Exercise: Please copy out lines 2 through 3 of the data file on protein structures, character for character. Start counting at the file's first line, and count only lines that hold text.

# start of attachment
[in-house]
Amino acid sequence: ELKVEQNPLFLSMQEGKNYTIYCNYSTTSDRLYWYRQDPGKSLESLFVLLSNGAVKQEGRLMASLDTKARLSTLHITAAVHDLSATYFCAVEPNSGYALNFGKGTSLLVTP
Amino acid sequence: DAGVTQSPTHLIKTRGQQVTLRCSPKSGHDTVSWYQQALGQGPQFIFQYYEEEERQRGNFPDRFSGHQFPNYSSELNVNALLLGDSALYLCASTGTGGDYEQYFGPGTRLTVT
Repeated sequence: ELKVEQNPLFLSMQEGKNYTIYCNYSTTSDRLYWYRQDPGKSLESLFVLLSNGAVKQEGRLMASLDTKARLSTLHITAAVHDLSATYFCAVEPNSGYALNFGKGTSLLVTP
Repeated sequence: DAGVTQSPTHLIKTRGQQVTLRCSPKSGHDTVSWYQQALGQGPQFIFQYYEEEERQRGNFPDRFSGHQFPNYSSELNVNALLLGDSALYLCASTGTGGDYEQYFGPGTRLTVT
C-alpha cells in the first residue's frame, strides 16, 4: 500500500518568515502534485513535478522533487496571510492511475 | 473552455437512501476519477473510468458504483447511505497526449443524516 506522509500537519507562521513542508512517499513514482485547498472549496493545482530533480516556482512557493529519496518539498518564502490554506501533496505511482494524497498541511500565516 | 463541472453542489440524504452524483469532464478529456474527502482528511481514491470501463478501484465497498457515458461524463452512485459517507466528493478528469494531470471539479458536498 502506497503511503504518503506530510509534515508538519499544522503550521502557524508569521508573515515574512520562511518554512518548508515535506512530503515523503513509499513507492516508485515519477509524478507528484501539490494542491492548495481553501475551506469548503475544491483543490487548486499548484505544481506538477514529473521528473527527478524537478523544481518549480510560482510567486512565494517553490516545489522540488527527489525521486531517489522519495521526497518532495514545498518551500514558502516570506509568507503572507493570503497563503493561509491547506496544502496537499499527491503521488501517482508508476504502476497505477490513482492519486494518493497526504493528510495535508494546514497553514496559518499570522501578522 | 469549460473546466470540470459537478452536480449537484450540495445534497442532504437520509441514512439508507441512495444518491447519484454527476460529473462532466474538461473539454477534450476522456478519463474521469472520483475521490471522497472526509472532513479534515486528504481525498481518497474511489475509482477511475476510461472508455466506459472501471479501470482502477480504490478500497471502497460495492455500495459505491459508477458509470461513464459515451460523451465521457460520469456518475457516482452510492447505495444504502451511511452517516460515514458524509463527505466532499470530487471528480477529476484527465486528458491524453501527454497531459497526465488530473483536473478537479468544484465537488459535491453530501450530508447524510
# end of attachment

Amino acid sequence: ELKVEQNPLFLSMQEGKNYTIYCNYSTTSDRLYWYRQDPGKSLESLFVLLSNGAVKQEGRLMASLDTKARLSTLHITAAVHDLSATYFCAVEPNSGYALNFGKGTSLLVTP
Amino acid sequence: DAGVTQSPTHLIKTRGQQVTLRCSPKSGHDTVSWYQQALGQGPQFIFQYYEEEERQRGNFPDRFSGHQFPNYSSELNVNALLLGDSALYLCASTGTGGDYEQYFGPGTRLTVT